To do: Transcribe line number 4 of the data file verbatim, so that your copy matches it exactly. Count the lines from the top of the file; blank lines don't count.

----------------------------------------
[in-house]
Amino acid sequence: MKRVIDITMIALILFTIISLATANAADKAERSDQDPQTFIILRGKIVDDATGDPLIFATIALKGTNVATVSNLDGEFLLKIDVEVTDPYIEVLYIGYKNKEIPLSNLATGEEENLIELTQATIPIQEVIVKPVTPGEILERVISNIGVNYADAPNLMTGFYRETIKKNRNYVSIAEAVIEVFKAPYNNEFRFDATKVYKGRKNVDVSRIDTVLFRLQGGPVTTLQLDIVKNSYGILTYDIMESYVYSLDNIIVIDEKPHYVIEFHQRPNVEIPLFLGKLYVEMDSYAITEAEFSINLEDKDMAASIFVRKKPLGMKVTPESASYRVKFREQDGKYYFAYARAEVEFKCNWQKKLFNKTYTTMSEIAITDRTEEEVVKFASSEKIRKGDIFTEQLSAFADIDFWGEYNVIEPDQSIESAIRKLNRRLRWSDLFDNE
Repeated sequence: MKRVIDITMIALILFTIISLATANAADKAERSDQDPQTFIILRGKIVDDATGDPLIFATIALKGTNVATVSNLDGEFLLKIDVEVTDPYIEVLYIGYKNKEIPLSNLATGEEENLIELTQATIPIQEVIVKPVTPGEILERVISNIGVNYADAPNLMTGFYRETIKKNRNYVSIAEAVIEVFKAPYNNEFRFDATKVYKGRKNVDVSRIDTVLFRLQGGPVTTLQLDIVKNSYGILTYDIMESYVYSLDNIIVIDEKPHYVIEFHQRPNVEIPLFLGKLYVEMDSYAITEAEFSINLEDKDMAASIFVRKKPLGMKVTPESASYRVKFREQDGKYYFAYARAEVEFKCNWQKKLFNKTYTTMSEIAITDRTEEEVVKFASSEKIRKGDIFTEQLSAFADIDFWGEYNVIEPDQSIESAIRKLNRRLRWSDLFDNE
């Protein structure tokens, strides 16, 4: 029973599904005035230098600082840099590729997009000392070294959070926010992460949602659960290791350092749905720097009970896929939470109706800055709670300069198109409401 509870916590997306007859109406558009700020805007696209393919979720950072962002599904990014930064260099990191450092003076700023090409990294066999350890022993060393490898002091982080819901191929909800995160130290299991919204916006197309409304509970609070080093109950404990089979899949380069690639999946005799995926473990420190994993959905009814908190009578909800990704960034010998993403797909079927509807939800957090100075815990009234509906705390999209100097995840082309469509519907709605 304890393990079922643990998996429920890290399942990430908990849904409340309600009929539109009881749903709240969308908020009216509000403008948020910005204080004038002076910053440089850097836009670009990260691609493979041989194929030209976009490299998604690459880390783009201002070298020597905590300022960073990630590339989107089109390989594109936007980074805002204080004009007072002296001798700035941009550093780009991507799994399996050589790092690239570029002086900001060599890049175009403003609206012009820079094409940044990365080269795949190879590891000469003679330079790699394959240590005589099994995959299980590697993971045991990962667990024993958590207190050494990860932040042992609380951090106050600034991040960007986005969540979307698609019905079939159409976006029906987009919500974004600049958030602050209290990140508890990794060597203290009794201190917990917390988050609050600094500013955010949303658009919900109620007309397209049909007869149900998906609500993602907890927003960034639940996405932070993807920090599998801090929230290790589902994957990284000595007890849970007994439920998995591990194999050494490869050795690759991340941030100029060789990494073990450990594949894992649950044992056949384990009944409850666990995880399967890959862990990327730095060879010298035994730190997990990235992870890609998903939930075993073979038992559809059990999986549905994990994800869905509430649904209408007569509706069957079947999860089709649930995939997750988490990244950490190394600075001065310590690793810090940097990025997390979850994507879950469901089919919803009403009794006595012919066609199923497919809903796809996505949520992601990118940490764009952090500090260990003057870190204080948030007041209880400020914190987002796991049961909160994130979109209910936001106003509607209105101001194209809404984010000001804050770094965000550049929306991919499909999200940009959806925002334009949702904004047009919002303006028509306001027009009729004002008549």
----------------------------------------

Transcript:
């Protein structure tokens, strides 16, 4: 029973599904005035230098600082840099590729997009000392070294959070926010992460949602659960290791350092749905720097009970896929939470109706800055709670300069198109409401 509870916590997306007859109406558009700020805007696209393919979720950072962002599904990014930064260099990191450092003076700023090409990294066999350890022993060393490898002091982080819901191929909800995160130290299991919204916006197309409304509970609070080093109950404990089979899949380069690639999946005799995926473990420190994993959905009814908190009578909800990704960034010998993403797909079927509807939800957090100075815990009234509906705390999209100097995840082309469509519907709605 304890393990079922643990998996429920890290399942990430908990849904409340309600009929539109009881749903709240969308908020009216509000403008948020910005204080004038002076910053440089850097836009670009990260691609493979041989194929030209976009490299998604690459880390783009201002070298020597905590300022960073990630590339989107089109390989594109936007980074805002204080004009007072002296001798700035941009550093780009991507799994399996050589790092690239570029002086900001060599890049175009403003609206012009820079094409940044990365080269795949190879590891000469003679330079790699394959240590005589099994995959299980590697993971045991990962667990024993958590207190050494990860932040042992609380951090106050600034991040960007986005969540979307698609019905079939159409976006029906987009919500974004600049958030602050209290990140508890990794060597203290009794201190917990917390988050609050600094500013955010949303658009919900109620007309397209049909007869149900998906609500993602907890927003960034639940996405932070993807920090599998801090929230290790589902994957990284000595007890849970007994439920998995591990194999050494490869050795690759991340941030100029060789990494073990450990594949894992649950044992056949384990009944409850666990995880399967890959862990990327730095060879010298035994730190997990990235992870890609998903939930075993073979038992559809059990999986549905994990994800869905509430649904209408007569509706069957079947999860089709649930995939997750988490990244950490190394600075001065310590690793810090940097990025997390979850994507879950469901089919919803009403009794006595012919066609199923497919809903796809996505949520992601990118940490764009952090500090260990003057870190204080948030007041209880400020914190987002796991049961909160994130979109209910936001106003509607209105101001194209809404984010000001804050770094965000550049929306991919499909999200940009959806925002334009949702904004047009919002303006028509306001027009009729004002008549």